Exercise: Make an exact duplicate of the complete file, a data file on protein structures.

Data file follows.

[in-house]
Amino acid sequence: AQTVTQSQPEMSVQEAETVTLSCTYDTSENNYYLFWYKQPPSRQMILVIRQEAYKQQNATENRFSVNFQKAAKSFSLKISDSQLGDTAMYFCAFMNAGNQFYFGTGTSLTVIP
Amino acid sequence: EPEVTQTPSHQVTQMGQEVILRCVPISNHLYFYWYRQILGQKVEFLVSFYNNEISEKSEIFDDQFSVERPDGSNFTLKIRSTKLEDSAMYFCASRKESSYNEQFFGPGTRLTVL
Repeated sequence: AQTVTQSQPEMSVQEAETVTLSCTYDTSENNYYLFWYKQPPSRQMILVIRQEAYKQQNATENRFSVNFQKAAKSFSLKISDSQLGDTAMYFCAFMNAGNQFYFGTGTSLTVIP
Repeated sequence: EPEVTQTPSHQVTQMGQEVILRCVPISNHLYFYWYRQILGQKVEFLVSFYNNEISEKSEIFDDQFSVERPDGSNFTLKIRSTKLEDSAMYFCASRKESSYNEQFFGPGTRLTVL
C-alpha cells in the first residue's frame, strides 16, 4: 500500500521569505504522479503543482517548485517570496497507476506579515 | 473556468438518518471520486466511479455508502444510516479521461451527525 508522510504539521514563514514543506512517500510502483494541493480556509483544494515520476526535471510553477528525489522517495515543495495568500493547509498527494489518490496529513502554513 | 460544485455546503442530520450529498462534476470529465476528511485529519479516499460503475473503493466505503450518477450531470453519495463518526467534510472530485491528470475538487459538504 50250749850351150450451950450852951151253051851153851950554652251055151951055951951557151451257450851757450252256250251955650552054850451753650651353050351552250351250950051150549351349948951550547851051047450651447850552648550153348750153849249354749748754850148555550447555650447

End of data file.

[in-house]
Amino acid sequence: AQTVTQSQPEMSVQEAETVTLSCTYDTSENNYYLFWYKQPPSRQMILVIRQEAYKQQNATENRFSVNFQKAAKSFSLKISDSQLGDTAMYFCAFMNAGNQFYFGTGTSLTVIP
Amino acid sequence: EPEVTQTPSHQVTQMGQEVILRCVPISNHLYFYWYRQILGQKVEFLVSFYNNEISEKSEIFDDQFSVERPDGSNFTLKIRSTKLEDSAMYFCASRKESSYNEQFFGPGTRLTVL
Repeated sequence: AQTVTQSQPEMSVQEAETVTLSCTYDTSENNYYLFWYKQPPSRQMILVIRQEAYKQQNATENRFSVNFQKAAKSFSLKISDSQLGDTAMYFCAFMNAGNQFYFGTGTSLTVIP
Repeated sequence: EPEVTQTPSHQVTQMGQEVILRCVPISNHLYFYWYRQILGQKVEFLVSFYNNEISEKSEIFDDQFSVERPDGSNFTLKIRSTKLEDSAMYFCASRKESSYNEQFFGPGTRLTVL
C-alpha cells in the first residue's frame, strides 16, 4: 500500500521569505504522479503543482517548485517570496497507476506579515 | 473556468438518518471520486466511479455508502444510516479521461451527525 508522510504539521514563514514543506512517500510502483494541493480556509483544494515520476526535471510553477528525489522517495515543495495568500493547509498527494489518490496529513502554513 | 460544485455546503442530520450529498462534476470529465476528511485529519479516499460503475473503493466505503450518477450531470453519495463518526467534510472530485491528470475538487459538504 50250749850351150450451950450852951151253051851153851950554652251055151951055951951557151451257450851757450252256250251955650552054850451753650651353050351552250351250950051150549351349948951550547851051047450651447850552648550153348750153849249354749748754850148555550447555650447